Why Turning Requests Into a Game Is Not “Tricking” Your Child

When I ask the question, “Why do toddlers and preschooler say no to us?” in talks and workshops, the answers I get tend to run along these lines:

  • They’re differentiating themselves from us.
  • They’re testing boundaries.
  • They’re expressing their individuality.

As sensible as these answers sound, I’d like to suggest an alternative perspective (or mindset) that can change your day-today interactions with your child in an enormously powerful way. It starts with the idea that, while the answers given in the list above are indeed important developmental undertakings during the toddler years, they are actually not the reasons that children say no to us the vast majority of the time. In fact, I propose that most of the time when children say no to us, what they are really saying is, “I don’t feel as connected to you right now as I wish I did.” If we are able to hear this when they say no, our responses can more easily change so we’ll be less likely to get into power struggles. Our days can go more smoothly and be more enjoyable.

Using Connection to Help Children Say “Yes”

Most people who spend time with toddlers and preschoolers know that if they turn what they’re asking into a game, the child is usually happy to go along. This is not because we’re somehow tricking them into forgetting that they want to be separate from us. It’s because games feel connecting, and when we respond to their requests for connection, children are more able to be responsive to us in return. When we ask a child to do something and we don’t get an easy “yes,” turning things into a game can turn things around completely! Not because we’re distracting them, but because we’re connecting with them. When we realize this, we can stop mentally rolling our eyes when we turn things into a game. We can stop feeling guilty for tricking them. When we realize that games are connecting, and connecting helps people say yes AND strengthens our relationships, then it can feel worth it to reach deep into our reserves and come up with a game when we’re tired, or over-committed, or running late, or any of the other times that children are the most likely to feel disconnected from us.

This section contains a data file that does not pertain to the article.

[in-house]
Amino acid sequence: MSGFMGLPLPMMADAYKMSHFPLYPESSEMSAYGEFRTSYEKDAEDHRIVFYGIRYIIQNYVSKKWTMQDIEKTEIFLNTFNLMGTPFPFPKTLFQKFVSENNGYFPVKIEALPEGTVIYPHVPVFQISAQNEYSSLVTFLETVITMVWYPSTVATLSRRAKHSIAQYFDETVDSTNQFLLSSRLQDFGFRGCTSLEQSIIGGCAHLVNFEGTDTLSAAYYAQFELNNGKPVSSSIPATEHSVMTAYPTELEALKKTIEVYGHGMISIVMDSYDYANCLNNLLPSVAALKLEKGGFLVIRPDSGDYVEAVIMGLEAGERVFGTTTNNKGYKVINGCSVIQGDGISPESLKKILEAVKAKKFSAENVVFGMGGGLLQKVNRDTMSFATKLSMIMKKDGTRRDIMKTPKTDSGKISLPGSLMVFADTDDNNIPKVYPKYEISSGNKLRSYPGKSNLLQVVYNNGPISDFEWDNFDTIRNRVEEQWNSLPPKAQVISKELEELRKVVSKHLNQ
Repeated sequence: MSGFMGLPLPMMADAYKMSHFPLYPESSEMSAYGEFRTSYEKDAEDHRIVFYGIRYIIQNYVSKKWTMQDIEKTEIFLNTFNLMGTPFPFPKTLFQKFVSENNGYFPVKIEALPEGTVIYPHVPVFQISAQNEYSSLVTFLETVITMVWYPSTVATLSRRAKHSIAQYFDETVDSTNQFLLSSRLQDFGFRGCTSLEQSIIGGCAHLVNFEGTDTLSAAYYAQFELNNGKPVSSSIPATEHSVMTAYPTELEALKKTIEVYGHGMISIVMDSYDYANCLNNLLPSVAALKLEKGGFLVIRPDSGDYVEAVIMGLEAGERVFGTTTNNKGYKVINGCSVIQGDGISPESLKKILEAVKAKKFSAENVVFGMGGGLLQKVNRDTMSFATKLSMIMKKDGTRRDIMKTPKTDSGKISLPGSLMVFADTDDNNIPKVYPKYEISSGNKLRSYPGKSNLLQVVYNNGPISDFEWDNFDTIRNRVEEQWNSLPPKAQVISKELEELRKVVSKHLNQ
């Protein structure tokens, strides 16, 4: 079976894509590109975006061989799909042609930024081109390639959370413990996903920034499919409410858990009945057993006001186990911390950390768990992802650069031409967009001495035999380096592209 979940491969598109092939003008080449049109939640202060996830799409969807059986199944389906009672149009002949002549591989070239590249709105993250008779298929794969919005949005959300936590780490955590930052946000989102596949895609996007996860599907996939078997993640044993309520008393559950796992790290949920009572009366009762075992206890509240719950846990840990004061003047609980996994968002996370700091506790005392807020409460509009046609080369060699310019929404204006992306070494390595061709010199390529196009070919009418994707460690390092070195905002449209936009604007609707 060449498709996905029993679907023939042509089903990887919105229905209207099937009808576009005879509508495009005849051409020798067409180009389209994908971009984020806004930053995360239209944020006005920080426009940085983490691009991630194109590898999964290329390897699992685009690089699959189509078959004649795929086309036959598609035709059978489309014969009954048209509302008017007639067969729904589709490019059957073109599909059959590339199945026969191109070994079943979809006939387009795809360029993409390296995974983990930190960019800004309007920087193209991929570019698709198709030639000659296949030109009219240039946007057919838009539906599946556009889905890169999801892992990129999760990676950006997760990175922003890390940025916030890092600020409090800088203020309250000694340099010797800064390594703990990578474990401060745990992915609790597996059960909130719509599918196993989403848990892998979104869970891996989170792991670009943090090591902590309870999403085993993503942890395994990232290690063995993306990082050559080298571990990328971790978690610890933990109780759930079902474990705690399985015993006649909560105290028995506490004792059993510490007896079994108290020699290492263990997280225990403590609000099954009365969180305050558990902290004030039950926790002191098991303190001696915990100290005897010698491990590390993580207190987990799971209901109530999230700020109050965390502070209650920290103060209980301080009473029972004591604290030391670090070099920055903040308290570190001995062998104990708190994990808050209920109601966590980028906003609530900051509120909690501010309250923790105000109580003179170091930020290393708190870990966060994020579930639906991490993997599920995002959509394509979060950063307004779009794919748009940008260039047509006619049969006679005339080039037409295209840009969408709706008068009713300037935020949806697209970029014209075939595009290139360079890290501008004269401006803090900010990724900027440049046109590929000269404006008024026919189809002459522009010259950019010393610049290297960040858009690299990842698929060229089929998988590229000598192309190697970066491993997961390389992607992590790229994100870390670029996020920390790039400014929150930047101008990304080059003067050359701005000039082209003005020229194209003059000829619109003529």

What We Wish Children Would Say

Certainly it would be so much nicer and easier if our young children would calmly state, “When you ask me to get my coat on, I feel resistance because I’m enjoying my play. Your energy feels rushed and you’re not even really paying attention to me. Could you please take a moment to reconnect first? Then I’d be happy to get my coat on.” Unfortunately, they can’t do this. They just know that things don’t feel right, and they reflect that through their behavior.

Ways Children Feel Connected

What type of interactions feel the most connecting for your child? Humor and being silly? Physical fun? Engaging his or her imagination?  A lap and a hug?  What makes them say, “More!”? Share in the comments!  Not sure?  Many of the blog posts in this blog suggest ideas for connecting while we help a child follow through with what we ask.  If you’re new here, poke around a bit.

You can learn more about different ways to connect with your children, and what to do when you can’t manage to connect in a given moment, in my book Joyful Toddlers & Preschoolers: Create A Life that You and Your Child Both Love (Hohm Press, 2017). Available here or anywhere books are sold.

Warmly,    ~Miss Faith


  1. Whenever i am getting resistance with putting shoes on, we sit on a step and sing wheels on the bus, he sings me the words and i go along. Works a treat.

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